Appleton's Cyclopedia of American Biography, edited by James
Grant Wilson, John Fiske and Stanley L. Klos. Six volumes, New York: D. Appleton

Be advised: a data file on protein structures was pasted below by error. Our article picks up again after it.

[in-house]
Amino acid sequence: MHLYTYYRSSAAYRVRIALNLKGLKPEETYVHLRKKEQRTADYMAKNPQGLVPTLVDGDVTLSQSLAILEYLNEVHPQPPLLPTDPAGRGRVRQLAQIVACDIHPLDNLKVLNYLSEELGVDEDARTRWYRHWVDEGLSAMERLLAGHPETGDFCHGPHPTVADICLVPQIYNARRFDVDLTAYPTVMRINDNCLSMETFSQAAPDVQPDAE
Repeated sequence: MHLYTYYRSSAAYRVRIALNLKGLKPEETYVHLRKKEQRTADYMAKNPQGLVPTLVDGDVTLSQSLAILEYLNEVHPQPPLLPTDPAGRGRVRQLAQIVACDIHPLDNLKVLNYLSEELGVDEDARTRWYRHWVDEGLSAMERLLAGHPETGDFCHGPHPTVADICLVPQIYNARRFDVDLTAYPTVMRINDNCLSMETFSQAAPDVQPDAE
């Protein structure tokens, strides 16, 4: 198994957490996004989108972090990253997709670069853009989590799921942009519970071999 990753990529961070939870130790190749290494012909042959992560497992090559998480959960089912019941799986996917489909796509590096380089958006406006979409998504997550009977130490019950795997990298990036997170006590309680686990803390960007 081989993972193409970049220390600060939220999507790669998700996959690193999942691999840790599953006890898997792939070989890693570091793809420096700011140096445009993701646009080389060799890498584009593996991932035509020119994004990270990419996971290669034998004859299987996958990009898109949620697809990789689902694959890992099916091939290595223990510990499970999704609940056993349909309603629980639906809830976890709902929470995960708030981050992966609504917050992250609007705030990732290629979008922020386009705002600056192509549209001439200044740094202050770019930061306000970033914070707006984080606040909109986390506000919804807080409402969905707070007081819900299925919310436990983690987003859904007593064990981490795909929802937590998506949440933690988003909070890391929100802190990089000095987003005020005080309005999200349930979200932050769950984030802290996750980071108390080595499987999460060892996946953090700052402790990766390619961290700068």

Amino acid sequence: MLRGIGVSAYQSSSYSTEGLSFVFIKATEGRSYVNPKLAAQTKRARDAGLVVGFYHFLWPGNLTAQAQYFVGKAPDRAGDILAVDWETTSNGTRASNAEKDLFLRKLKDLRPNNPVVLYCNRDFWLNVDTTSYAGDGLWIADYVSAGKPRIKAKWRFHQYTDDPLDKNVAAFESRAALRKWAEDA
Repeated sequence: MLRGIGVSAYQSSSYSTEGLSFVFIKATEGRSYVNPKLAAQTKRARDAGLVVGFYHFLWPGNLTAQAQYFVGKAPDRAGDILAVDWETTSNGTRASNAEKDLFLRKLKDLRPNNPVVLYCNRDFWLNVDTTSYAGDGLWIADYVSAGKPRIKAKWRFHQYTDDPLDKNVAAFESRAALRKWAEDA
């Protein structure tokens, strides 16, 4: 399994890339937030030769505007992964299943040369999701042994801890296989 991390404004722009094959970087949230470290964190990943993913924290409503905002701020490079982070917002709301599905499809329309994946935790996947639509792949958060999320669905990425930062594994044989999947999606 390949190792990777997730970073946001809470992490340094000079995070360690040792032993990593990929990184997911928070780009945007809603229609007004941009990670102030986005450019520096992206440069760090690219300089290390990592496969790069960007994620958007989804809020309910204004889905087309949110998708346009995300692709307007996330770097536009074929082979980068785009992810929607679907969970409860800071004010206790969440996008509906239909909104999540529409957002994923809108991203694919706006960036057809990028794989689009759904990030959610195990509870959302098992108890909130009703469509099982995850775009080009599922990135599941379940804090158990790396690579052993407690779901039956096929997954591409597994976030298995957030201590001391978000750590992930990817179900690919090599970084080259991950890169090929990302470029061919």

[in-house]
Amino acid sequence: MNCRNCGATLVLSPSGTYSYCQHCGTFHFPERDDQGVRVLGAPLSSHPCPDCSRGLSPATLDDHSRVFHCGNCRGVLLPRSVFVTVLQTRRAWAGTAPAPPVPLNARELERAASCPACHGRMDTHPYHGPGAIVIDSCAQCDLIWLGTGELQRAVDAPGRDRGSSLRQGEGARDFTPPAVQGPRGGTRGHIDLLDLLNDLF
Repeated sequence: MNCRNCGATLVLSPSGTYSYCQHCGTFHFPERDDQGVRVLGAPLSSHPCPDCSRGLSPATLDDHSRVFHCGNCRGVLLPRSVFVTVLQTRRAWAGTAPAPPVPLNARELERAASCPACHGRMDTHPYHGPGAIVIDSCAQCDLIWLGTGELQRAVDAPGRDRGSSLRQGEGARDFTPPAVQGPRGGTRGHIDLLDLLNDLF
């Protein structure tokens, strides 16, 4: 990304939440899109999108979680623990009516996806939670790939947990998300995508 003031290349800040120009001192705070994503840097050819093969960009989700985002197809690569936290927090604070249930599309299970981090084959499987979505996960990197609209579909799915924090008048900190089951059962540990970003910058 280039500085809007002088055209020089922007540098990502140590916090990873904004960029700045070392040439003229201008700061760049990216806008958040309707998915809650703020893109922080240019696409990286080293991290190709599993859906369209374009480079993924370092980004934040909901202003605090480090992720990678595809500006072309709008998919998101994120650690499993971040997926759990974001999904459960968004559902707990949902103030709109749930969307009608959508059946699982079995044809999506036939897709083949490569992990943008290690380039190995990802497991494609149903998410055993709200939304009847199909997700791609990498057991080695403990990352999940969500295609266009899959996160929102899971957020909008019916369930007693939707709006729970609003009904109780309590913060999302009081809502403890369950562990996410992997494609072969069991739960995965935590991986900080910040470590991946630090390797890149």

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ROBERTS, Robert Richford, M. E. bishop, born in Frederick county, Maryland, 2 August, 1778; died in Lawrence county, Indiana, 26 March. 1843. His father was of Welsh and his mother of Irish ancestry, and they were communicants of the Church of England. They removed in 1785 to Ligonier Valley, Westmoreland County, Pennsylvania. The son united with the Methodist Episcopal church when he was fourteen years old. Until he was twenty-one he lived a thoroughly frontier life, with few books and simple habits. Being drawn gradually toward the ministry, he began to study, and in 1802 entered upon that work, being licensed at Holmes's meeting-house, near Cadiz, Ohio. About the same time he was admitted to the Baltimore conference and put in charge of a circuit including Carlisle, Pennsylvania, and twenty-nine other appointments, requiring a month to visit them all. He studied constantly, and in 1804 a senior colleague reported that "his moral character was perfect and his head a complete magazine." On 14 May, 1816, he was elected bishop, and he passed through all the discussions that culminated in the establishment of the Methodist Protestant church. Bishop Simpson, writing of him, says: " While during these excitements severe and exciting denunciations of the bishops were publicly made--while they were called 'popes' and 'usurpers'--the patriarchal appearance and the humble and loving manner of Bishop Roberts disarmed prejudice wherever he went." He emigrated to Indiana, and accomplished much for the western missions. He was a man of fine presence, simple and benevolent, and an eloquent preacher, tie is buried at Greencastle, Indiana, on the grounds of De Pauw university. See his "Life," by Reverend Charles Elliott (New York, 1853).
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